by William Clearfield, D.O. for Longevinex

When the temperature dips and winter’s chill sets in, those on the senior side of thirty grapple with an unwelcome “house” guest: joint pain. Not content to be a mere inconvenience with conditions like osteoarthritis and rheumatoid arthritis, the “krizahs,” pronounced cri-shas, as Bubby Clearfield, born circa 1885, of Russian ancestry, called it, climate-induced joint pain, is a significant impediment to activities of daily living and overall quality of life. 

In this article, we will review the nuances of how cold weather impacts joint health, exacerbates pain, and how to manage it. Stick around till the end as I reveal my number one go-to solution. (Hint: it is one of our favorite supplements, (double hint; Longevinex) ingredients, known for its potent anti-inflammatory, antioxidant, and improved circulatory properties.)

Understanding Cold-Induced Joint Pain.

The Winter Weather Connection

When sweaters and snow shoes come out of storage, joint pain sufferers, particularly those with arthritis, frequently report a spike in discomfort. These complaints are not emotions; they are science. 

Cold weather causes a drop in barometric pressure, leading to tissue expansion and increased joint pressure. (1)  Colder temperatures thicken synovial fluid, the natural lubricant in our joints, making them stiff and sensitive to pain. To conserve body temperature, frigid conditions constrict blood vessels, decreasing blood flow to muscles and joints and making joints prone to pain and rigidity. (2-3)

Exacerbation of Osteoarthritis and Rheumatoid Arthritis

Characterized by the wearing down of cartilage, osteoarthritis, and its autoimmune-derived cousin, rheumatoid arthritis, leads to joint inflammation. Arthritic patients are susceptible to cold weather. (4)  Low temperatures and the decreases in barometric pressure (mentioned above) accompanying low temperatures lead to tissue expansion of muscles and tendons, resulting in increased pain in confined spaces such as joints. (5) Every 10-degree drop in temperature corresponds with an incremental increase in arthritic pain. (6)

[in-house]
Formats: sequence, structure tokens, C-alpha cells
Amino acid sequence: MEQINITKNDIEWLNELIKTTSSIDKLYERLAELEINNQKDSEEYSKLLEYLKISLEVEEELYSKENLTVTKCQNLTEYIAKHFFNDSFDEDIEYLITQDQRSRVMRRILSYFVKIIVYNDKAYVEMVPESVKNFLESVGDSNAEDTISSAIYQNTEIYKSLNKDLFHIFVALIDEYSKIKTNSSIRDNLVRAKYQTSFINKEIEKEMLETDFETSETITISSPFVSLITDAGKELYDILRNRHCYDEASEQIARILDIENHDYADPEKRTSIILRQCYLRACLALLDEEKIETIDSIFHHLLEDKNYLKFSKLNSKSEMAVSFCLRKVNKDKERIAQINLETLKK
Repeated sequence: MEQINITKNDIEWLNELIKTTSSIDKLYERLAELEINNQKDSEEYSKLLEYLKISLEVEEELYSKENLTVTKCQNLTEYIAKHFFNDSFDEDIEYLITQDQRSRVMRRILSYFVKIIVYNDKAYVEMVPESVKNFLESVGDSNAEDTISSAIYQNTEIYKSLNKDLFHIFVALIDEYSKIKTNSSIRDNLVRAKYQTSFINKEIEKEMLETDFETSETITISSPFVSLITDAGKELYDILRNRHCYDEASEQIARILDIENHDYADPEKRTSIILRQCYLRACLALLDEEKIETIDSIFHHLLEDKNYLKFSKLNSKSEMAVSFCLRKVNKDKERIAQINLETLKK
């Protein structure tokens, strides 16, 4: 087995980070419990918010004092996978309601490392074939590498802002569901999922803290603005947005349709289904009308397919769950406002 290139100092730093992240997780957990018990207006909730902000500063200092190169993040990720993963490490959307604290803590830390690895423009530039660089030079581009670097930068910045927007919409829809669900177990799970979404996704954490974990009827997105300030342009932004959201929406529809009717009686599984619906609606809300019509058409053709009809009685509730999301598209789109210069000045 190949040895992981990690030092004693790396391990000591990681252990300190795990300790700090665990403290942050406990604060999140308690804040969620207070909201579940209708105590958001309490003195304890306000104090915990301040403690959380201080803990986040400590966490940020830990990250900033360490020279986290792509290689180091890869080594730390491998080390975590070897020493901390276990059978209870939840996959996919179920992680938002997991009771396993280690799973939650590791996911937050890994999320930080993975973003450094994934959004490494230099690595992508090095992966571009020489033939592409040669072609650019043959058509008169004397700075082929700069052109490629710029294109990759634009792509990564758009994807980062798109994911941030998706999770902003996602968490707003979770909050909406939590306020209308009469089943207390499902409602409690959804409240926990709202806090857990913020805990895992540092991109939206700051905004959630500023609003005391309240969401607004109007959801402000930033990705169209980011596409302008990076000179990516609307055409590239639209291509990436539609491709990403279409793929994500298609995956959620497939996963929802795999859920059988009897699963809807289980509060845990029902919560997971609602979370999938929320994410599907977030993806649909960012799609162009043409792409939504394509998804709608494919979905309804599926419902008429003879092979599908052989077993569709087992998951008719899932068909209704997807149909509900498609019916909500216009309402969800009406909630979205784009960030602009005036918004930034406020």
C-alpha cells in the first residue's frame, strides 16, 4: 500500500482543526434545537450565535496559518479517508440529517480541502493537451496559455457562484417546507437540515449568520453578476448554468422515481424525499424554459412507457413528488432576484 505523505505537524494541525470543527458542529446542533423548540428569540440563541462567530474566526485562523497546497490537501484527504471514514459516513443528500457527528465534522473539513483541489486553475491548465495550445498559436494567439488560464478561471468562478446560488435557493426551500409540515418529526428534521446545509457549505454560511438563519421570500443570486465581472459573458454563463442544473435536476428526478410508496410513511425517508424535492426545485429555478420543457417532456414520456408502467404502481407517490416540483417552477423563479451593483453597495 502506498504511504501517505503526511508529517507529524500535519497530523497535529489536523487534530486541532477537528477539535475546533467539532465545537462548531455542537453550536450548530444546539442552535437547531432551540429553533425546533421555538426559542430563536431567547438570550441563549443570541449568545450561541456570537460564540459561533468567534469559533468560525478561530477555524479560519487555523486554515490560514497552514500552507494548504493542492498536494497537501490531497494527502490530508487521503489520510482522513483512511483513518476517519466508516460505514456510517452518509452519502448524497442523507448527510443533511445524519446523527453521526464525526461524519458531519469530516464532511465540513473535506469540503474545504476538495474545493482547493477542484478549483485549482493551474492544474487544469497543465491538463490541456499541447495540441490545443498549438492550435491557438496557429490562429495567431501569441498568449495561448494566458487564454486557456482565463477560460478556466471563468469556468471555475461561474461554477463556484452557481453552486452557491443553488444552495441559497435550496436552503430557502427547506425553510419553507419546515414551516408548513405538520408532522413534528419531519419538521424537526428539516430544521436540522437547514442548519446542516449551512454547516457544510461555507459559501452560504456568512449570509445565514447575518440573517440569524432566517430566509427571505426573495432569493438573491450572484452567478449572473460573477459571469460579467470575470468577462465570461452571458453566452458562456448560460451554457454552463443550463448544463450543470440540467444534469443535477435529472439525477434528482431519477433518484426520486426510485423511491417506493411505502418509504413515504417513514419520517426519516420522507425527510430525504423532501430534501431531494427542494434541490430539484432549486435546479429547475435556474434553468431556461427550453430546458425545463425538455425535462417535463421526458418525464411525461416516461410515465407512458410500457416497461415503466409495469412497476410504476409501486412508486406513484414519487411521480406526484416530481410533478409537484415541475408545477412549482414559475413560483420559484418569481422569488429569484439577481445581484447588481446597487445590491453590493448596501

Impact on Daily Life

Increased joint pain during cold weather leads to decreased mobility, increased risk of falls, and a general decline in the quality of life. (7)  Manageable activities in warmer weather become challenging, making it essential for individuals to find effective ways to manage symptoms during colder months.

Tips and Tricks for Managing Joint Pain in Cold Weather (8)

  1. Stay Warm and Protected – Stay Warm.  Dressing in layers, wearing thermal wear, and adequately heating your home significantly reduces joint stiffness and discomfort. Hands, feet, and knees require extra attention as these areas are often most susceptible to cold-induced pain.
  2. Regular, Low-Impact Exercise – Maintain an active lifestyle even in colder months. Regular exercise keeps joints flexible and strengthens muscles around the joints.  Low-impact activities like walking, swimming in a heated pool, or yoga are preferred as they enhance blood flow without putting undo strain on your joints.
  3. Eat Anti-Inflammatory Foods – Diet plays a significant role in managing joint health. Incorporating anti-inflammatory foods, mainly omega-3 fatty acid-rich foods, including fatty fish, nuts, chia seeds, anchovies, cod liver oil, and olive oil, and plenty of fruits and vegetables, reduces joint inflammation. (9)  Omega-3 fatty acid-rich foods are particularly beneficial as supplements.
  4. Stay Hydrated – Dehydration sensitizes the body to pain. Drink 6-8 glasses of water, one of which must contain a pinch of sea salt or Himalayan Pink salt for volume.  Herbal teas, including ginger, turmeric, willow bark, rosehip, black and green teas, warm, hydrate, and effectively reduce cold-related inflammation and relieve pain. (10
  5. Weight Management (11) – Excess weight increases joint stress. The knees, hips, and spine are particularly vulnerable. Maintaining a healthy weight preserves function, thus reducing pain. The key is moderation, emphasizing reduced intake of white flour, white sugar, and dairy products.  Balancing a healthy diet with regular exercise is a practical first step in weight management.
  6. Alternate Heat and Cold Therapy – Applying heat to stiff joints and muscles creates relaxation, resulting in pain relief. Hot packs and warm baths are comforting.  Cold therapy, such as cold packs and cryo immersion therapy, reduces joint swelling while numbing painful areas.
  7. Alternating hot and cold therapies at 3-minute heat intervals followed by one minute of cold treatment is the most effective way to reduce pain and inflammation in affected joints. (12) Avoid applying heat or cold directly to the skin for extended periods.
  8. Mindfulness and Stress Management – Stress exacerbates joint pain. Meditation, yoga, tai chi, deep breathing exercises, and mindfulness reduce stress levels, help manage pain and improve overall well-being. (13)

Top 10 Remedies for Managing Joint Pain in Cold Weather

Turning to exogenous remedies for managing joint pain in cold weather, our top ten include:

  1. Trans-Resveratrol: Found in grapes, berries, and peanuts, trans-resveratrol is renowned for its anti-inflammatory effects. (14) We take a deep dive into the effects of trans-resveratrol in the next section.